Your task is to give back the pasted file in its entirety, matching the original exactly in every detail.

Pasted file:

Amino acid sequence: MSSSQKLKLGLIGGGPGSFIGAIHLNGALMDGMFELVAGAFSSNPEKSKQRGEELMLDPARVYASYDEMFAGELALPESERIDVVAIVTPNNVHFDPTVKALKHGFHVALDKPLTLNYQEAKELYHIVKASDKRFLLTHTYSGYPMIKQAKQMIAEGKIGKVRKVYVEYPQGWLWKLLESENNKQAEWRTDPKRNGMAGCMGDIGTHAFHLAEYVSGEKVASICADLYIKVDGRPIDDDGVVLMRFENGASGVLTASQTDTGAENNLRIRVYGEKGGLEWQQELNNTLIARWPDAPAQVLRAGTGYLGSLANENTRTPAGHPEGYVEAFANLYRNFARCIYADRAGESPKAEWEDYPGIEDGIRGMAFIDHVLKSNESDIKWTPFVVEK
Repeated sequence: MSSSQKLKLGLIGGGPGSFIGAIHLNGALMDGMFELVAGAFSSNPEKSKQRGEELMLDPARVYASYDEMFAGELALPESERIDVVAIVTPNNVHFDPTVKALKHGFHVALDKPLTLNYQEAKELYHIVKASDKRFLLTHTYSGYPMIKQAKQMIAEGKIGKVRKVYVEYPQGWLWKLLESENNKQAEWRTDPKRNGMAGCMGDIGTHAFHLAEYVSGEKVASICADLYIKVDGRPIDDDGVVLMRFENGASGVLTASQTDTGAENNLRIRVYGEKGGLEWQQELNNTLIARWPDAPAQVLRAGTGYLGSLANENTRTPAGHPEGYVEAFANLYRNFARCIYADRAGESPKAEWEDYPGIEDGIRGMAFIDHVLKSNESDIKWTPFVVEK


Amino acid sequence: MSSSQKLKLGLIGGGPGSFIGAIHLNGALMDGMFELVAGAFSSNPEKSKQRGEELMLDPARVYASYDEMFAGELALPESERIDVVAIVTPNNVHFDPTVKALKHGFHVALDKPLTLNYQEAKELYHIVKASDKRFLLTHTYSGYPMIKQAKQMIAEGKIGKVRKVYVEYPQGWLWKLLESENNKQAEWRTDPKRNGMAGCMGDIGTHAFHLAEYVSGEKVASICADLYIKVDGRPIDDDGVVLMRFENGASGVLTASQTDTGAENNLRIRVYGEKGGLEWQQELNNTLIARWPDAPAQVLRAGTGYLGSLANENTRTPAGHPEGYVEAFANLYRNFARCIYADRAGESPKAEWEDYPGIEDGIRGMAFIDHVLKSNESDIKWTPFVVEK
Repeated sequence: MSSSQKLKLGLIGGGPGSFIGAIHLNGALMDGMFELVAGAFSSNPEKSKQRGEELMLDPARVYASYDEMFAGELALPESERIDVVAIVTPNNVHFDPTVKALKHGFHVALDKPLTLNYQEAKELYHIVKASDKRFLLTHTYSGYPMIKQAKQMIAEGKIGKVRKVYVEYPQGWLWKLLESENNKQAEWRTDPKRNGMAGCMGDIGTHAFHLAEYVSGEKVASICADLYIKVDGRPIDDDGVVLMRFENGASGVLTASQTDTGAENNLRIRVYGEKGGLEWQQELNNTLIARWPDAPAQVLRAGTGYLGSLANENTRTPAGHPEGYVEAFANLYRNFARCIYADRAGESPKAEWEDYPGIEDGIRGMAFIDHVLKSNESDIKWTPFVVEK